A devotee of Ralph Waldo Emerson, Henry David Thoreau, and Emily Dickinson, Mr. Thomas “believed we are part of something larger than ourselves,” Read-Brown said. “He was a Transcendentalist who loved the material world.”
In a eulogy, Mr. Thomas’s grandson, Will, wrote that most of his memories of his grandfather “revolved around nature, whether it be barefoot meditation in the morning dew, scaling the rocks at Nantasket Beach, or wading in the murky waters of Houghton’s Pond.”
Mr. Thomas had an “affinity for precarious situations, like scaling ladders and mounting rooftops into his late 80s,” Will said. “When he was given a walker . . . it did not take him long to find out he could in fact move much faster than he had before, when he gave the walker a bit of a push and hoisted himself into the air.”
The only son of Baptist missionaries Dr. Harold Thomas Sr. and the former Gertrude Barbour, Harold Thomas Jr. was born in Ningbo, China, where he lived until age 15 surrounded by deep poverty.
While there his father, a radiologist, helped convert a one-room clinic into the Hwa Mei Hospital, which is now a large center of both Eastern and Western medicine.
“I think seeing his father working in the hospital, helping people in such critical need, really made an impression on him,” said Andy Chen of New Jersey, whose mother was a childhood friend of Mr. Thomas. “He loved to reminisce about China. He was always curious about the hospital and what it’s like now.”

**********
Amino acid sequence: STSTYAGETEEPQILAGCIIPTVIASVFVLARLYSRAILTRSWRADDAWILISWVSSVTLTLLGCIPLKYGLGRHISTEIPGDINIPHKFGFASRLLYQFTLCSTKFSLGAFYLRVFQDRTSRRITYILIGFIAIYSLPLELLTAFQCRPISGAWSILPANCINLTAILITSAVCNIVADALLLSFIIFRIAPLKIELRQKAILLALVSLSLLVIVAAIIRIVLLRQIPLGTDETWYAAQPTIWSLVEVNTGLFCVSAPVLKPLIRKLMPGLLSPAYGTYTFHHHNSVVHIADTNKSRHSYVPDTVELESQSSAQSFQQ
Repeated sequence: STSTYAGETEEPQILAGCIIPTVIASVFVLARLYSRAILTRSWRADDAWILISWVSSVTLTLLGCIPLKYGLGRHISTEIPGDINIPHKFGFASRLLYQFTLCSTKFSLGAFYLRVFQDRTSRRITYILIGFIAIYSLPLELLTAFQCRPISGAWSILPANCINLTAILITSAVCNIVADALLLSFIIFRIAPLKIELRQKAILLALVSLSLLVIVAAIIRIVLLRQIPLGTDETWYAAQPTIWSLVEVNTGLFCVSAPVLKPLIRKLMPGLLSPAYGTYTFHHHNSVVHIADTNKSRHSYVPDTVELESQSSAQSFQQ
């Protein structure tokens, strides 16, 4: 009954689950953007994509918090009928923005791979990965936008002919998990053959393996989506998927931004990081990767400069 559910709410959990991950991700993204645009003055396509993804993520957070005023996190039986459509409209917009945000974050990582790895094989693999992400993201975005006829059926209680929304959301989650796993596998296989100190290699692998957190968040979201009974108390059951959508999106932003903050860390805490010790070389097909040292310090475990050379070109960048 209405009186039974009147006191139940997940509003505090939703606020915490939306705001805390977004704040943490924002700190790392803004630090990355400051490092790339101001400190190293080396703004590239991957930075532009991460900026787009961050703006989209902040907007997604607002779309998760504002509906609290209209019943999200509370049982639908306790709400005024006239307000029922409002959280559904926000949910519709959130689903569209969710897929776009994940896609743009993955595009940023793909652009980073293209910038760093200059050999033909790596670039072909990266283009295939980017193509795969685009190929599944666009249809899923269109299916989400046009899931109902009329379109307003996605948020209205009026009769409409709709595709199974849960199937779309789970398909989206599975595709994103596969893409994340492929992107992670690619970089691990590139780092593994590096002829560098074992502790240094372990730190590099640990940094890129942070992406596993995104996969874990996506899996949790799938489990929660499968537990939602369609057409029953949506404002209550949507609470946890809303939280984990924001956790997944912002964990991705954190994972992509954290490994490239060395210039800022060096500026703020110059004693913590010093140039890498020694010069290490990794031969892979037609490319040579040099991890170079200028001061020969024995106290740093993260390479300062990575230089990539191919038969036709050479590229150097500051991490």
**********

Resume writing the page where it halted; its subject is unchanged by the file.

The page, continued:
Political strife forced his family’s return to the United States, where Mr. Thomas graduated from high school then enlisted in the Army as a World War II medic.
In a 2015 Storycorps.org interview, Mr. Thomas said that “because of the strong influence of being in China at the start of the war, because of the bombings in the city where I grew up . . . I made a decision that I would participate in the war in a way that I could help alleviate the pain it caused.”
His pro-peace, antiwar beliefs stayed with Mr. Thomas throughout his life, including a four-year period in the early 2000s when he and his wife were part of a group that staged weekly protests, outside the post office in downtown Hingham, against the US invasion of Iraq.
Though his first marriage, to Eva (John) Gordon in 1946, ended in divorce in 1953, they remained friends until her death in 2006.
After Mr. Thomas graduated from the University of New Hampshire and began teaching, he met Mary Rushit at a square dance in Cambridge. She said she was taken with his “imaginative and creative” dancing style, and accepted an invitation for conversation and coffee that lasted until 2 a.m. They married in 1959.
A service has been held for Mr. Thomas, who also held a master’s degree from Cornell University. Mary, Loren, and his two grandchildren are his immediate survivors.
In a eulogy, his granddaughter, Olivia, recalled Mr. Thomas’s gift for bringing her and her brother’s ideas to life, “whether it be a car made from old boxes or a three-story wooden house for one of my many stuffed animals.”
The projects were “always collaborative efforts,” she said.
“He provided the tools we needed, literally and figuratively,” she added, “then took a step back and let us work” in a workshop that “much like him, even with its strong, rough exterior, was filled with warmth.”Kathleen McKenna can be reached at firstname.lastname@example.org.